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Players collaborate to rescue endangered animals in a new conservation-themed game

Endangered: A Game of Survival

Joe Hopkins
Grand Gamers Guild
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Species conservation evokes visions of khaki-clad antipoaching teams, zoo breeding programs, and volunteer-led beach cleanups. Certain furred, fanged, and feathered creatures may also spring to mind, as do the many fundraising pleas made on their behalf. Endangered is a new board game that brings together these elements of conservation and more as players cooperatively work to convince an international panel of ambassadors to vote “yes” on passing a resolution to save a target species.

This is no simple task, because each ambassador represents a different country with individual demands. They may refuse to support the resolution if the initiative lacks sufficient funds, if habitat destruction is not addressed, or if a large enough population of the species under consideration exists in the wild. However, the need to influence ambassadors often fades to the background as players are immersed in mitigating immediate threats such as oil spills and forest clear-cutting.

Conservation is a highly multidisciplinary and cooperative enterprise. Endangered acknowledges these characteristics by placing all players on the same team, with each person assuming a specific role, such as zoologist, environmental lawyer, or philanthropist. Each role brings special abilities into play, from lobbying power to knowledge of a species’ migration behaviors.

The base game has a two-sided board that allows players to mount conservation efforts for either tigers or sea otters, with each module incorporating species-specific game play. (In three upcoming expansions, players will be able to save California condors, sea turtles, tapirs, polar bears, and more.)

In the tiger module, the board simulates a forest habitat with wooden tiger figurines occupying various spaces on a grid. Deforestation tiles fragment the landscape, multiplying over the course of the game, which limits the creatures’ movement. Tigers caught in deforested regions become collateral damage, which creates incentives for players to strategically move them away from at-risk areas. Players can encourage population growth by moving two tiger pieces to the same square, although mating success is not guaranteed. The game even incorporates some basic tiger biology. For example, because tigers are solitary creatures, pairs must separate after reproductive events and occupy their own spaces on the board. Offspring similarly require their own spaces within the shrinking habitat, which creates spatial puzzles for players to solve.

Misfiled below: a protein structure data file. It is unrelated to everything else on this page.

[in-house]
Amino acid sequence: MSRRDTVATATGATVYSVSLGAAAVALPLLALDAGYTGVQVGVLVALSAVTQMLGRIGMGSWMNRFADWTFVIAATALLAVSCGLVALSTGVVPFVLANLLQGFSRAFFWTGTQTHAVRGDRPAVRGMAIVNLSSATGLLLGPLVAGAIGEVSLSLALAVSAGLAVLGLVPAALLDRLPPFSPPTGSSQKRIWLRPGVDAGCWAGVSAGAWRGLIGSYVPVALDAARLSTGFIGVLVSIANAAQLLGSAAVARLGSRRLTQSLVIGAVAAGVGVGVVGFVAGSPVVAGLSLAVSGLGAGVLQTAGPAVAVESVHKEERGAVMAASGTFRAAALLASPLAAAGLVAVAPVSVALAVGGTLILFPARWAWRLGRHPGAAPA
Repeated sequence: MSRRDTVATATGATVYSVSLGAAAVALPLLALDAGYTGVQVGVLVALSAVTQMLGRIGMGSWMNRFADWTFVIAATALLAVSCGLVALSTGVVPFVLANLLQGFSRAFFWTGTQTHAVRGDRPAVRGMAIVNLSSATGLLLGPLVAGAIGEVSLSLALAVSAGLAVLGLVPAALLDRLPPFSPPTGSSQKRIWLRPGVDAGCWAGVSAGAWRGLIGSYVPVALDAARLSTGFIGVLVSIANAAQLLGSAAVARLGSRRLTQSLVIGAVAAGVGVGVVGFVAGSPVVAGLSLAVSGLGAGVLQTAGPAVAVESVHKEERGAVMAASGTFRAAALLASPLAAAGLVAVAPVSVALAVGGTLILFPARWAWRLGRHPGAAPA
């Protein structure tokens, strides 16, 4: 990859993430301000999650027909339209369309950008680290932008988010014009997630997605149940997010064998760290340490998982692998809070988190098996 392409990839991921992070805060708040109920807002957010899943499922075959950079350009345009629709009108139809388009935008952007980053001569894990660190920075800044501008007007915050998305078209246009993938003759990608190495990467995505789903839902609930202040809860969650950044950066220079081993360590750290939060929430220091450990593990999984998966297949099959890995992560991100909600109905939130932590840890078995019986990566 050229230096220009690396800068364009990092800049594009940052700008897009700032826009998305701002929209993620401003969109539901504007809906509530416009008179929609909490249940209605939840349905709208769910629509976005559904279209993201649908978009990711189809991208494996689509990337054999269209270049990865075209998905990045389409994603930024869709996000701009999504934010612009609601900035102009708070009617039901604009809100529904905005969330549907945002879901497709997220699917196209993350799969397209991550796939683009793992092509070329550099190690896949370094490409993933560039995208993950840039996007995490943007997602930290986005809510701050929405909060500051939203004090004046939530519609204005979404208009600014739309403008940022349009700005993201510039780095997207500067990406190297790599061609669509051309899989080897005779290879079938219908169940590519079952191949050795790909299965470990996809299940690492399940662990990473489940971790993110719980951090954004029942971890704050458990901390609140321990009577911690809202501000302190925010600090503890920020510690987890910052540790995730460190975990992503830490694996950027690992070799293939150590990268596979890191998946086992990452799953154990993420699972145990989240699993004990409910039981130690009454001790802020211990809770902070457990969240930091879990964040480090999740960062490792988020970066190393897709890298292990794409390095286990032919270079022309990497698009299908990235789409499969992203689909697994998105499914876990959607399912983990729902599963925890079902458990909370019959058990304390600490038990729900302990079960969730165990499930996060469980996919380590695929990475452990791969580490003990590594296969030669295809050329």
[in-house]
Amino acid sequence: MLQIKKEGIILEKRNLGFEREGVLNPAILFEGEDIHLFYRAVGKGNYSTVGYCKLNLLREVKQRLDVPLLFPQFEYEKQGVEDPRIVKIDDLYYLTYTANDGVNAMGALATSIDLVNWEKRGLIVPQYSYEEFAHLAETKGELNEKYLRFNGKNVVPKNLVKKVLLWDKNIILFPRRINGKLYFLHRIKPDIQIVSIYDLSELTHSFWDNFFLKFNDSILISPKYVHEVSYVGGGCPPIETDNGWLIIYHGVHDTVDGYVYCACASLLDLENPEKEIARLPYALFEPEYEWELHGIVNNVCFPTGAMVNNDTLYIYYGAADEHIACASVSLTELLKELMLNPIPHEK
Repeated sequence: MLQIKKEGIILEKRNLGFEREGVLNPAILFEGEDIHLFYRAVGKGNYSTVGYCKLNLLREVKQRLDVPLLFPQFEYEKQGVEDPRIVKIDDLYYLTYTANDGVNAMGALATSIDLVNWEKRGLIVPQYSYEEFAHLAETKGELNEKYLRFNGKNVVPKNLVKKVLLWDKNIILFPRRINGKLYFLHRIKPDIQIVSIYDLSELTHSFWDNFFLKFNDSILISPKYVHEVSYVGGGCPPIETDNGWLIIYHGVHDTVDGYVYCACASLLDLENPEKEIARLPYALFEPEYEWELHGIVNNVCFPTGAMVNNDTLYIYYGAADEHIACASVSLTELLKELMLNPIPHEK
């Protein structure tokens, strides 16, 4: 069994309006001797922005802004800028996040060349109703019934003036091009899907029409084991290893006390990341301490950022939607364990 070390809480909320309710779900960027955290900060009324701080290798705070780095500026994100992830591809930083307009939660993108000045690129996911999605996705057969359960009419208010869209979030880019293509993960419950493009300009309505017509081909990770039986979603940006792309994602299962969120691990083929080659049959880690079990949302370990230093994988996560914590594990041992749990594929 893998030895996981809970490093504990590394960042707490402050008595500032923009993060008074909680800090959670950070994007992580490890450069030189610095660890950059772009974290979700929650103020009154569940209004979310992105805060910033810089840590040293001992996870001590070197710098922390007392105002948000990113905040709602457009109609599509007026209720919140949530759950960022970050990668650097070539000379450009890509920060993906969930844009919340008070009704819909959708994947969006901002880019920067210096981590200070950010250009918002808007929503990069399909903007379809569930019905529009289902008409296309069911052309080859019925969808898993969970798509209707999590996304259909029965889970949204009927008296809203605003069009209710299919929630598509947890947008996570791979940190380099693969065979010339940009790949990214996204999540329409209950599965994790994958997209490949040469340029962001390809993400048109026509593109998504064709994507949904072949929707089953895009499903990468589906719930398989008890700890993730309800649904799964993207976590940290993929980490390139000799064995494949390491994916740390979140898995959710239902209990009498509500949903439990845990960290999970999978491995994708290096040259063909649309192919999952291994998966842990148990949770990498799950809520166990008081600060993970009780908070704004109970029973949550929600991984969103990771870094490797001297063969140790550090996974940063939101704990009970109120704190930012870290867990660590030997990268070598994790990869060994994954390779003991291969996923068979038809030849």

Player actions, animal reproductive success, and habitat destruction are all determined by dice rolls, an agonizing reminder that the best-laid plans can only bring one so far. Adding to the uncertainty, a random “impact” card is revealed after each player’s turn. One such card, the “clear-cutting” card, hastens the rate of deforestation. The “poachers” card, meanwhile, instantly removes tigers from the board. In a darkly humorous imitation of life, the mundanely named “bureaucracy” card packs one of the stronger punches in the game: It continuously slows the pace of actions that players can take.

Facts printed on the impact cards educate and provide fodder for discussing conservation. The “government upheaval” card, for example, describes how strict anti-poaching controls of Siberian tigers loosened after the collapse of the Soviet Union in 1991. Players who scoff at the seemingly random “shark attack” card in the otter module learn that human fishing activities can deplete otter prey sources, leading them to expand their range into more dangerous territories. As they do in real life, indirect human activities can act as the final nail in the coffin for species imperiled on multiple fronts.

It is tempting to pour one’s efforts into addressing the most visible issues, such as widening swaths of ocean pollution in the otter module, but the all-important vote by the international panel determines whether the players ultimately win or lose the game. As the game makes clear, in the end, influencing international policy is just as critical for saving species as local efforts.

Despite its cooperative nature, Endangered sets a high bar when it comes to strategy. The trade-offs that players are forced to make between staving off imminent species extinction and working toward more sustainable long-term goals create tough but satisfying team decisions. The game is by no means easy, but it feels accessible and would likely be enjoyable to board gamers of all experience levels. Its obvious educational component also makes it a promising candidate for classrooms and appropriate to pair with discussions on conservation challenges.

The take-home messages from this game are clear: Long-term conservation cannot be carried out by a few lone actors, habitat restoration cannot be maintained without funding, and nothing is sustainable without long-term solutions.

About the author

The reviewer is at the University of Florida Institute of Food and Agricultural Sciences Citrus Research and Education Center and the Department of Entomology and Nematology, University of Florida, Lake Alfred, FL 33850, USA.